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It can be hard to tell if you're doing the right thing during your child's all-important sleeping hours. Vhi Consultant Paediatrician Dr. Caroline Lhopital sets the record straight on the most popular questions - and misconceptions - around baby sleep.
Question: Should I really "sleep when my baby sleeps"?
Answer: You can try, but as an adult, you will find it very difficult! Our internal biological clock is synced to the day-night cycle so, even though we are tired, we usually only get sleepy at night. Babies up to 100 days (roughly 3 months) don’t have that same cycle yet and will fall asleep at any time. So that old adage shouldn’t be taken too literally. What it is really saying is: all new parents suffer with some level of sleep deprivation. Try and use what little quiet time you get to have some rest or space for relaxation. For the benefit of your little one, it’s important to mind your own health.
Question: Does my baby need to be on a strict sleep schedule?
Answer: Before that 3-month mark, a baby’s sleep cycle is only 30-45 minutes long, and sleep is spread throughout the day’s entire 24 hours. So, they’ll have little interest in, or tolerance for, a sleep schedule at that stage!
However, you can help put some structure on their sleep by making the day and night as different as possible. This means soft lighting and low stimulation at night and allowing more noise and brightness flood the room during the day. As their brain matures, they will begin to differentiate between day and night and, in doing so, their sleep cycle will grow longer. When you get to this point, a regular evening routine with rituals before bed, along with set bedtimes and waking times, can help build good sleep habits. It doesn’t have to be strict – you can’t force sleep after all – but it needs to be consistent.
Question: Should I really let my baby ‘cry it out’ to help them fall asleep?
Answer: Once again, it depends on your baby’s age. Young infants in their first 3 months cry to ask for help, so you should provide these crying babies with whatever comfort they need. Babies that are 6 months or older are usually mature enough to “problem solve” their difficulty in falling back to sleep, and sometimes that involves the child crying until they figure out how to self-soothe. Your role as a parent is to ensure they can do so in a safe, reassuring environment. Your own family culture and sensibility is at play here too, and it’s important to be aware of that.
Question: Will letting my baby use a pacifier mean they will become dependent on them to get to sleep?
Answer: All babies wake up at least 2-4 times a night and need to get back to sleep on their own. For some, it involves rubbing a beloved teddy, for others rocking or grunting themselves to sleep, or sucking on a thumb or pacifier. So yes, if that’s what your baby uses to self-soothe, they will likely be dependent on it to fall back to sleep, at least for a time. As we know, very few teenagers still use a pacifier – though some might still suck their thumbs! So, in time, you will be able to help your toddler find other ways of self-soothing and take the pacifier away. Right now? It’s not something to worry about.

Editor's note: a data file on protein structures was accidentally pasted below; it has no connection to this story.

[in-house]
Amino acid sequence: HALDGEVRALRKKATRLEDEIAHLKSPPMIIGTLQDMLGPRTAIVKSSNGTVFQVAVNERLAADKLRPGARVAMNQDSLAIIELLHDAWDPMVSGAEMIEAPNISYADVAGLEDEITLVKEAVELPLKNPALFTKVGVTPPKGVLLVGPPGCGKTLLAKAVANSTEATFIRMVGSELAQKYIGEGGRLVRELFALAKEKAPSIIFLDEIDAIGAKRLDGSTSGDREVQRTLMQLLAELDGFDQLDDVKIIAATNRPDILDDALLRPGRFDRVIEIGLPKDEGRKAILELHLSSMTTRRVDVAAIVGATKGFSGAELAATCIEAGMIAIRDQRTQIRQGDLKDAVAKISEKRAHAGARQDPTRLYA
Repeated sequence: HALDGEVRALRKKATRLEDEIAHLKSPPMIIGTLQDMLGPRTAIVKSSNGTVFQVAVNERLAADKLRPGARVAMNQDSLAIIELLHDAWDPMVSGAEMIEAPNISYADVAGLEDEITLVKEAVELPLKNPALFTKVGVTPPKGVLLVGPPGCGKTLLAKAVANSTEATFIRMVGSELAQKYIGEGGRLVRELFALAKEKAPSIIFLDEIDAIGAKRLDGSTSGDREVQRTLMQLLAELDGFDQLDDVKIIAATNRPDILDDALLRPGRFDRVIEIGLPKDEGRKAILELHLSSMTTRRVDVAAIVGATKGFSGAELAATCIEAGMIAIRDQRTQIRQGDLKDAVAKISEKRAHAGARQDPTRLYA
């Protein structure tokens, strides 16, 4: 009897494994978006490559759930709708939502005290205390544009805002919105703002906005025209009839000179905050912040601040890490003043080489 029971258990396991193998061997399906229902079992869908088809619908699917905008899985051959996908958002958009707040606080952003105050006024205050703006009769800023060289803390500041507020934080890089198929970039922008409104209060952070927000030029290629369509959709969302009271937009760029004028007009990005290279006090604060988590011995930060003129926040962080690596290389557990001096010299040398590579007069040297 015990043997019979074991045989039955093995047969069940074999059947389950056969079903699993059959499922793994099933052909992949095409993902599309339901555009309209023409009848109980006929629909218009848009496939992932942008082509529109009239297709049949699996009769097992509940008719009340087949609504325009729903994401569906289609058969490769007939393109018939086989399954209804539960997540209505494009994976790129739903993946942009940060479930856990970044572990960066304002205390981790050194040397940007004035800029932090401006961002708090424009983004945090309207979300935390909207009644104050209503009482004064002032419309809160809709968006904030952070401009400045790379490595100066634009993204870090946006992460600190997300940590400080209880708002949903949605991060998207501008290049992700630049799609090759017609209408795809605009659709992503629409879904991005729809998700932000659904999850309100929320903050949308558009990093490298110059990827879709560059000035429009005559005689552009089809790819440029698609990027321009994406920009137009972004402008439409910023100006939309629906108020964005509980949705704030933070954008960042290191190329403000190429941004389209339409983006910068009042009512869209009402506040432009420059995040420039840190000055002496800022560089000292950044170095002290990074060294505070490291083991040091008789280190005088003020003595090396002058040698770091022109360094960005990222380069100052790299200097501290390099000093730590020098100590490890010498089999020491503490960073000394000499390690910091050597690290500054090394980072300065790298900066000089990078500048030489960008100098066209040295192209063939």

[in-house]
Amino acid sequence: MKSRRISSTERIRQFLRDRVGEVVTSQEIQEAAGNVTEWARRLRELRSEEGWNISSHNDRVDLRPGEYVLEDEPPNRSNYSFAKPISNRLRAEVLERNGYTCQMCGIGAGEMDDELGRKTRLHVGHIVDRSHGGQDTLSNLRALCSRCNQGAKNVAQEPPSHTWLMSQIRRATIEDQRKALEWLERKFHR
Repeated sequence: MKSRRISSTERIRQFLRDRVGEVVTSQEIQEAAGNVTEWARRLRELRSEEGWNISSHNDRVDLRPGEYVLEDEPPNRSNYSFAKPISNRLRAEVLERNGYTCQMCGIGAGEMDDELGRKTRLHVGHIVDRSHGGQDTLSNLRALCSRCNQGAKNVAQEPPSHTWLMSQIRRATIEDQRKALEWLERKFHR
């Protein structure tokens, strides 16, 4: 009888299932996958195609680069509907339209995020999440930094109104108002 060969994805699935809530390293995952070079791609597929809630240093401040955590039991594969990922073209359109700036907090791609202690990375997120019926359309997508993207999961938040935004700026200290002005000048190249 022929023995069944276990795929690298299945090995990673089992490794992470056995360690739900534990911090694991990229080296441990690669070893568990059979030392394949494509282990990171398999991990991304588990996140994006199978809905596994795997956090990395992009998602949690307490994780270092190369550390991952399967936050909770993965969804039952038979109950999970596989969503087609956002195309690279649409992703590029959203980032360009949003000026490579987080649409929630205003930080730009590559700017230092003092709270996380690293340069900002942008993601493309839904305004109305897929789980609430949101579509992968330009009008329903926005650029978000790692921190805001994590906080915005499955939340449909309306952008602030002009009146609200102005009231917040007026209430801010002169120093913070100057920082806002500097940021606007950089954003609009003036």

Question: Will staying with my child until they sleep, or feeding to sleep, form bad habits?
Answer: Those techniques will help your child fall back to sleep, but they won’t build their own “problem-solving” skills, as they will rely on something exterior to them to have a good night’s sleep. Each family and culture have their own beliefs about when it is best to teach those skills to a child. In Western countries, we expect children to have an independent sleep very early in life, while in many other countries, it is normal and accepted to share a bed as a family. Here, you must define your expectations and what you are willing to do to meet them.
Question: Will my baby sleep better at night if they get less sleep during the day?
Answer: No, The recipe for a good night’s sleep is:
Trouble with this final ingredient causes most adult insomnia, and it can also cause trouble in babies. If your child is too cranky from sleep deprivation or overstimulated from a long day of running around and learning new exciting things, paradoxically, sleep might be longer in coming. Who, as a parent, ever thought to themselves, ‘with all we’ve done today, they will fall asleep at 7 pm tonight’ only to find a cranky baby still wailing at 9 pm?
Your wind-down routine is really important in getting to that relaxed place so the sleep clock can start. Be mindful of the second point, though: if your baby has a late nap and wakes up all refreshed at 6 pm, there is little chance they’ll be tired enough to fall asleep at 8 pm. Sometimes it’s a matter of choosing between two bad options!
Question: Should my child be sleeping through the night by 6 months?
Answer: By 6 months, most healthy babies have the physical capacity to sustain an 8-hour fast at night. That isn’t to say they won’t still wake up during the night, but it should start to become less frequent. If you notice that your baby’s sleep is not improving over time, reach out to a professional. It could be related to teething, developmental milestones, changes in routine, or other causes which they can advise you on.
This content is for information purposes only and is not intended or implied to be a substitute for professional medical advice, diagnosis or treatment. Always seek advice from your GP or an appropriate medical professional if you have concerns about your health, or before commencing a new healthcare regime. If you believe that you are experiencing a medical emergency call 999 / 112 or seek emergency assistance immediately.
Dr Caroline Lhopital
Consultant Paediatrician at Vhi Paediatric Clinic